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LG Watch Style review: Dismal battery life and not even Android Pay


The LG Watch Style is a thin and light smartwatch built in collaboration with Google. It's also one of the first watches to run Android Wear 2.0, Google's revamped smartwatch operating system. Android Wear 2.0 will arrive on a handful of other watches soon, but the Style and its sibling the LG Watch Sport will be the first watches to get the update.


LG Watch Style

The Good

The LG Watch Style is slim and has an Apple-like rotating crown for easier navigation. Its Android Wear 2.0 software is more user-friendly than its predecessor.

The Bad

Its tiny battery doesn't last a full day. There's a limited number of useful apps, no NFC for mobile payments, no speaker, no heart-rate sensor and no GPS.

The Bottom Line

There are better (and longer-lasting) smartwatches available to go with both Android and iPhones.

Android Wear 2.0 makes for a better smartwatch than Google's last efforts, but LG's basic smartwatch isn't the best watch to take advantage of the improvements. There's no heart-rate sensor, no speaker for answering calls and no NFC for mobile payments. Its best feature is an Apple Watch-like rotating digital crown. That shows just how basic this watch really is. If you want a smarter smartwatch, you might consider the LG Watch Sport... but that costs more, and is a lot larger.

The LG Watch Style is available now in silver, rose gold and titanium for $249 or £249 (which converts to about AU$400, although LG hasn't announced Australian pricing or availability yet). I've been wearing it for the past two weeks and look forward to taking it off.

Don't forget your charger

The Style is comfortable on my wrist, but the lack of heft and plastic back give it a cheap feel. I definitely prefer the design of the Huawei Watch and Asus ZenWatch 3, which I find more stylish.

It's thin, which I appreciate, but this comes with a major sacrifice. The Style has one of the smallest batteries of any smartwatch at only 240mAh. I consistently saw about 20 hours paired to a Samsung Galaxy S7. Believe it or not, it was even worse on the iPhone (about 15 hours). The watch will barely last an entire day, which is simply unacceptable in today's smartwatch market and the Style's greatest drawback.

Sarah Tew/CNET

The digital crown is key

The highlight feature is one that LG copied from Apple. The crown on the side of the watch can actually rotate and be used to navigate the interface. It's a lot smoother than using a finger, and helpful for scrolling through notifications when wearing gloves.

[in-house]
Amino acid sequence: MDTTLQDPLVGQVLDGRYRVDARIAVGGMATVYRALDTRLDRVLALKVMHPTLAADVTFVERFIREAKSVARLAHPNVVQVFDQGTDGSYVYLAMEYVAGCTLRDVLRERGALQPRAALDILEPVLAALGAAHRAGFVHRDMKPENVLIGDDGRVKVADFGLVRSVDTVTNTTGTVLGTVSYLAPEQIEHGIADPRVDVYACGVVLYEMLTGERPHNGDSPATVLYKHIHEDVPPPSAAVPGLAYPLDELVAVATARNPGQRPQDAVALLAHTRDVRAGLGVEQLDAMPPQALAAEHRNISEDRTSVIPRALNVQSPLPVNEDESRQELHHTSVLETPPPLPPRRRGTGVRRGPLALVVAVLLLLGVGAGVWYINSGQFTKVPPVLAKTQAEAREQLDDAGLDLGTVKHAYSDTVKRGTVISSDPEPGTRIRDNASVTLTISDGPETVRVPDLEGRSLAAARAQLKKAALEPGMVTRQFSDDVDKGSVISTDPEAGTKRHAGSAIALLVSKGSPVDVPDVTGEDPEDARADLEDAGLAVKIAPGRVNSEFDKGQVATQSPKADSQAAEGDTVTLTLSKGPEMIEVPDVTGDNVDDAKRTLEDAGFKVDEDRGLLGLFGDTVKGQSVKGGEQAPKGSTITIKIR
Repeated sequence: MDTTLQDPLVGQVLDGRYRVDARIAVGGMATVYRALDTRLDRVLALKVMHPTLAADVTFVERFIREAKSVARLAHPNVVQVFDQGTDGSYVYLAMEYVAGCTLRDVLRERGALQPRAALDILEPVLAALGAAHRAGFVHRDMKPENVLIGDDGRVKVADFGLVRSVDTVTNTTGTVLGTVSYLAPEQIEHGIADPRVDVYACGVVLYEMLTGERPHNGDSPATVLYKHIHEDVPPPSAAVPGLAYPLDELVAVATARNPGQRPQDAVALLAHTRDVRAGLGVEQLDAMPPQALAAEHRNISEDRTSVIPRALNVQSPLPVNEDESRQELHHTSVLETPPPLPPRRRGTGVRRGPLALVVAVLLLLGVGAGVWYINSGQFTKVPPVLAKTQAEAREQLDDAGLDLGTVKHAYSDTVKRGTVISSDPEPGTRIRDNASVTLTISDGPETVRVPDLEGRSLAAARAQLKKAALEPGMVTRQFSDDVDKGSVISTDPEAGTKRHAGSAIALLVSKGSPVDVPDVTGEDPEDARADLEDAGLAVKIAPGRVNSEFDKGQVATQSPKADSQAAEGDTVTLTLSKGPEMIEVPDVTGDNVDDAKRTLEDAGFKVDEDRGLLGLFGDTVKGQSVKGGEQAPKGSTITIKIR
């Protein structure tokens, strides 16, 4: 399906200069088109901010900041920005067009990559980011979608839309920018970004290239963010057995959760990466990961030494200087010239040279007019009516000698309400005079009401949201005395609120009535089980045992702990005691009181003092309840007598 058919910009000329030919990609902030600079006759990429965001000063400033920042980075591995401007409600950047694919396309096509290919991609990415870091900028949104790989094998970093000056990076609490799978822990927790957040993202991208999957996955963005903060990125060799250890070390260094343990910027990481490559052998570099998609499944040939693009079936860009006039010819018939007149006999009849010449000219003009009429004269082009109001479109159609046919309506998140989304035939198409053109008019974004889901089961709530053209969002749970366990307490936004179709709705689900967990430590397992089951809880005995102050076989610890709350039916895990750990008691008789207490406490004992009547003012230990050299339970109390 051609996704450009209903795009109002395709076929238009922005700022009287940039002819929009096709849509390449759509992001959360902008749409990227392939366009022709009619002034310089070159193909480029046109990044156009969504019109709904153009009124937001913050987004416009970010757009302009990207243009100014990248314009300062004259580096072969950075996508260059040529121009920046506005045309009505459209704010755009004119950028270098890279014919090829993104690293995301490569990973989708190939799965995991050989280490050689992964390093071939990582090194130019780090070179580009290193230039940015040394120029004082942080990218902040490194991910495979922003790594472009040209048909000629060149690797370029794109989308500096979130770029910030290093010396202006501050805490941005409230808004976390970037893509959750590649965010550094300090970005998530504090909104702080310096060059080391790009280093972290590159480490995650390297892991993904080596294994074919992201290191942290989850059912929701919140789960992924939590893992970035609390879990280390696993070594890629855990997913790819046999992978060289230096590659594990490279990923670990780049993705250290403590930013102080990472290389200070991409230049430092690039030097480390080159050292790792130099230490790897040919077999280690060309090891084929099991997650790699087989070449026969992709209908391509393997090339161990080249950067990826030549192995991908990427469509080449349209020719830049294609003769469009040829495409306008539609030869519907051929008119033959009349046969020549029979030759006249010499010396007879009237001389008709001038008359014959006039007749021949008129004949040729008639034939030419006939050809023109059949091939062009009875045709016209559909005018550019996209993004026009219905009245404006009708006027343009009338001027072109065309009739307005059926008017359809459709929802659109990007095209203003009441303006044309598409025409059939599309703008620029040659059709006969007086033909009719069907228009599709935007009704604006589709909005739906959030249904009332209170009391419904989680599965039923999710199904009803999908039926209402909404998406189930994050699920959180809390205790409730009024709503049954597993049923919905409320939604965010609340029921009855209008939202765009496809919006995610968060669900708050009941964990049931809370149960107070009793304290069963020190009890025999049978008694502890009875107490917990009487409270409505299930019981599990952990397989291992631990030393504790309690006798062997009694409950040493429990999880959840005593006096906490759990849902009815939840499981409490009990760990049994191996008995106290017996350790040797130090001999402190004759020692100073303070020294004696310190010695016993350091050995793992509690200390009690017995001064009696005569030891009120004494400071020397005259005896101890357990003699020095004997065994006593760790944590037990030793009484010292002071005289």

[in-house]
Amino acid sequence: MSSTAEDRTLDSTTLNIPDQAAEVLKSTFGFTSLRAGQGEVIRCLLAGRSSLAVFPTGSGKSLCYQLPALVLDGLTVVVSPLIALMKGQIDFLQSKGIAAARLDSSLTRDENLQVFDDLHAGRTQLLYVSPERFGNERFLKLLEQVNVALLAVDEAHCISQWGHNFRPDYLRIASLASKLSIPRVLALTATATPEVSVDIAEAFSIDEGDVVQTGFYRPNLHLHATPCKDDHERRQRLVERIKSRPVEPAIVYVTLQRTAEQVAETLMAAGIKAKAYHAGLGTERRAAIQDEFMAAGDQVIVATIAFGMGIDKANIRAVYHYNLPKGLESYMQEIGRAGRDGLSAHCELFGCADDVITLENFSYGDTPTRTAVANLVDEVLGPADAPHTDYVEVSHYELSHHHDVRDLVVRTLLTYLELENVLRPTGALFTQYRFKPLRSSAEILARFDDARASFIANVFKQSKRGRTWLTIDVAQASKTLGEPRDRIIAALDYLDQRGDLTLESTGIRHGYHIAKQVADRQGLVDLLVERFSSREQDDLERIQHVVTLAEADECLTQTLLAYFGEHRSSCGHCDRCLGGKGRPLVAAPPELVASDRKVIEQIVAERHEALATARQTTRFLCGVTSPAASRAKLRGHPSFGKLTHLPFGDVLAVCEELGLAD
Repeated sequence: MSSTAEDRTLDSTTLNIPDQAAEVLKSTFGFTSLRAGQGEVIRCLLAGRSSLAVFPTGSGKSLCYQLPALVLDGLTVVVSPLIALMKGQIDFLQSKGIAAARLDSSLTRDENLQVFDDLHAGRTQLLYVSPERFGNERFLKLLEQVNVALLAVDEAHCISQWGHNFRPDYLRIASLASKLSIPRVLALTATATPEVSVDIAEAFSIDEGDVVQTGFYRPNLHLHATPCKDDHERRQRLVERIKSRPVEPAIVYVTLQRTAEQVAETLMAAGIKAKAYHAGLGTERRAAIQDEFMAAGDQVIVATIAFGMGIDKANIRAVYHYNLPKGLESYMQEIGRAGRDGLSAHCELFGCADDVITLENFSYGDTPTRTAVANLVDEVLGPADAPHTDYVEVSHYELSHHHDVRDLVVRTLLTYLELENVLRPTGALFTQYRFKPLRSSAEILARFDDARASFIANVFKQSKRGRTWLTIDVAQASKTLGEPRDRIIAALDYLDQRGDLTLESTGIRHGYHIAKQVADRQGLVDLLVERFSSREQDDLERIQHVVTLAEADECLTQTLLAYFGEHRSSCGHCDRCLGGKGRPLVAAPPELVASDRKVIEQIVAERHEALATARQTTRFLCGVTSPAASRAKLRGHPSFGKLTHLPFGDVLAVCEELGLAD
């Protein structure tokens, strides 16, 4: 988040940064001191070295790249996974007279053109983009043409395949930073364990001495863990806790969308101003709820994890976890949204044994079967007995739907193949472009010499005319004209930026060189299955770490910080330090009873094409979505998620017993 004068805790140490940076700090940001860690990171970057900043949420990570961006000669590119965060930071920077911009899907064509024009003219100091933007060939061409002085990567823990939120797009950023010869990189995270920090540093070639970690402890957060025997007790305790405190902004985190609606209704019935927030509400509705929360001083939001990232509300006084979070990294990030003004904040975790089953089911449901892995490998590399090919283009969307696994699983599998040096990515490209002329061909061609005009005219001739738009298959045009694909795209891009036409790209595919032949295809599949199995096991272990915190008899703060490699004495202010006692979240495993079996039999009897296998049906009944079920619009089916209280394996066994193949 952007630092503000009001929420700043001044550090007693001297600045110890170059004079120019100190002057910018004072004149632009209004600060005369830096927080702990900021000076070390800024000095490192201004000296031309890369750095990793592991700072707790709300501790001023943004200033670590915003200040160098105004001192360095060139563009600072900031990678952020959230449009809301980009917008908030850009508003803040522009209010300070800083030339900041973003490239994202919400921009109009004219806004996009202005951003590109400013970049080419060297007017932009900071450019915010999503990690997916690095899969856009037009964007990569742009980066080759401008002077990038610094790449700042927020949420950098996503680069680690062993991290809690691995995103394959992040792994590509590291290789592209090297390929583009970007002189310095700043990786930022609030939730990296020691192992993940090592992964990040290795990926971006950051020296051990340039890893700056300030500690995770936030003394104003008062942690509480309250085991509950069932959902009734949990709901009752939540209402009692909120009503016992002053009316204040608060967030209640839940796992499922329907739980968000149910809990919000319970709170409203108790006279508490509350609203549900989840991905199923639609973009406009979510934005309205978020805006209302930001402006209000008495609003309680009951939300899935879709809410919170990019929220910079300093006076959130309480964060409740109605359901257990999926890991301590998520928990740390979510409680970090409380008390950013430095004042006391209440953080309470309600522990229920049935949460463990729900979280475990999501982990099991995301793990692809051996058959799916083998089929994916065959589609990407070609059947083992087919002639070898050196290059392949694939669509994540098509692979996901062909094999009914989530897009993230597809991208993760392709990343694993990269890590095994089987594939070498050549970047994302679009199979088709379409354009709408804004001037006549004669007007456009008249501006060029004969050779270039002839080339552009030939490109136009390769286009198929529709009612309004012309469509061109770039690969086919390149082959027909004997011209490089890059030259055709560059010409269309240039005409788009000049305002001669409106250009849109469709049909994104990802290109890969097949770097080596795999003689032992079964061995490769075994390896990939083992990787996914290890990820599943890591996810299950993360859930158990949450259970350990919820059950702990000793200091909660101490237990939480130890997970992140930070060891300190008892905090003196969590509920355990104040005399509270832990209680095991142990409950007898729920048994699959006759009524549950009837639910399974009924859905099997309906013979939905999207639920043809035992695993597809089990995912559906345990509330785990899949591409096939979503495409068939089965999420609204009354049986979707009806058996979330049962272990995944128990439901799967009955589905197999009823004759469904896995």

A single press on the crown will bring you to the app drawer. Android Wear 2.0 adds an on-watch Play Store for downloading apps. I didn't find many useful ones, but it's still early and that could change down the road.

A long press on the crown will open the Google Assistant. The Style doesn't have a loudspeaker, which means you can't answer calls with it and the Assistant won't speak to you -- it can only show information on the screen. It was easier to scroll around and find what I was looking for myself.

This isn't the only feature the watch is missing. While Android Wear 2.0 supports mobile payments through Android Pay, the Style can't do this because it lacks near-field communication (NFC). While Android Wear 2.0 adds new workout and fitness features, there's no heart-rate sensor or GPS. The Style connects via Wi-Fi or Bluetooth to your phone, while the step-up (and much larger) Watch Sport adds LTE for a full stand-alone phone connection.


The LG Watch Sport (left) next to the Style.

Sarah Tew/CNET

LG Watch Style: Should I buy it?

Android Wear 2.0 fixes a lot of what I didn't like about Android Wear watches. No longer do random Google cards about stocks or traffic fill the screen, and instead I receive useful notifications for emails and text messages. But there's still no real reason to buy a smartwatch. They're still just a luxury.

The Style is one of the first watches to run the new software, but it won't be alone. Existing Android Wear watches will see an update in the coming weeks, which makes the Style a hard sell. Between the terrible battery life, cheap feel and limited features, you're better off with a different watch.

For iPhone users, it's the Apple Watch Series 1 or Series 2, while Android users should check out the Huawei Watch (which you can usually find on sale), Asus ZenWatch 3 or Samsung Gear S3. We haven't updated the Huawei or Asus to Android Wear 2.0 yet, but stay tuned as we test other models with the update.

As for the Style, it isn't the Android Wear watch I would pick out of the bunch... although I do like that spinning crown.


LG Watch StyleHuawei WatchAsus ZenWatch 3Samsung Gear S3
Display 1.2-inch full circle POLED1.4-inch full circle AMOLED1.39-inch full circle AMOLED1.3-inch full circle Super AMOLED
Resolution 360x360 (299 ppi)400x400 (286 ppi)400x400 (287 ppi)360x360 (278 ppi)
Dimensions 42x11mm42x11mm45x11mm46x13mm
Protection Gorila Glass 3Sapphire crystal glassGorilla Glass 3Gorilla Glass SR+
Strap size 18mm standard18mm standard18mm proprietary22mm standard
Build Stainless steel, plastic backStainless steelStainless steelStainless steel
Processor Snapdragon Wear 2100Snapdragon 400Snapdragon Wear 2100Exynos 7270
Memory 512MB512MB512MB768MB
Storage 4GB4GB4GB4GB
Battery 240mAh300mAh341mAh380mAh
Operating system Android Wear 2.0Android Wear (upgrade to 2.0 coming later)Android Wear (upgrade to 2.0 coming later)Tizen
Scroll wheel YesNoNoYes; Rotating bezel
Microphone YesYesYesYes
Loudspeaker NoYesYesYes
Vibration YesYesYesYes
Wi-Fi YesYesYesYes
Heart-rate sensor NoYesNoYes
Ambient light sensor YesNoYesYes
Water-resistant IP67IP67IP67IP68
US price $250$350$230$350 ($400 with LTE)

LG Watch Style

Score Breakdown

Design 7Battery 5Performance 7Software 7Features 6